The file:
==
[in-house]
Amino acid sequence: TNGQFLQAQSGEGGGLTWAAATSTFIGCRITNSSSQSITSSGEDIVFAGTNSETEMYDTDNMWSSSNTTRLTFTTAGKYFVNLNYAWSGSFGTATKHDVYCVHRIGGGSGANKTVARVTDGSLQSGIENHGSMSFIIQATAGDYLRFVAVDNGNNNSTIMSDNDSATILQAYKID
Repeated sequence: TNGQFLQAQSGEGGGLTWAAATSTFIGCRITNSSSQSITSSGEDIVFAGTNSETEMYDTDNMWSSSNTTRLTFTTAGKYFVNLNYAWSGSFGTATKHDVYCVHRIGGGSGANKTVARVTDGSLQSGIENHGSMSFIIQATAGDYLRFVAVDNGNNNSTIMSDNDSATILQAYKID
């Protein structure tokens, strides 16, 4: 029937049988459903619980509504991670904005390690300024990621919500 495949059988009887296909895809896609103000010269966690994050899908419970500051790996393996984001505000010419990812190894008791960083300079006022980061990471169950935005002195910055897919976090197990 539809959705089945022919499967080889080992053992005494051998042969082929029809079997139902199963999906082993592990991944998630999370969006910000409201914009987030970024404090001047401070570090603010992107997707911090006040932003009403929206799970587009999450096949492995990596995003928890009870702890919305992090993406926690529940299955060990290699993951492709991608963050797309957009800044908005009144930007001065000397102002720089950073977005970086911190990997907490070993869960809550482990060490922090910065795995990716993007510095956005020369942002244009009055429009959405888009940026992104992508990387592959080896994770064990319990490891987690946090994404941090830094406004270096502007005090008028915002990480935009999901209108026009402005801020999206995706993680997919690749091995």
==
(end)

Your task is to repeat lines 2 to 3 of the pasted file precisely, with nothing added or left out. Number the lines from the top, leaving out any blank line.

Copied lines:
Amino acid sequence: TNGQFLQAQSGEGGGLTWAAATSTFIGCRITNSSSQSITSSGEDIVFAGTNSETEMYDTDNMWSSSNTTRLTFTTAGKYFVNLNYAWSGSFGTATKHDVYCVHRIGGGSGANKTVARVTDGSLQSGIENHGSMSFIIQATAGDYLRFVAVDNGNNNSTIMSDNDSATILQAYKID
Repeated sequence: TNGQFLQAQSGEGGGLTWAAATSTFIGCRITNSSSQSITSSGEDIVFAGTNSETEMYDTDNMWSSSNTTRLTFTTAGKYFVNLNYAWSGSFGTATKHDVYCVHRIGGGSGANKTVARVTDGSLQSGIENHGSMSFIIQATAGDYLRFVAVDNGNNNSTIMSDNDSATILQAYKID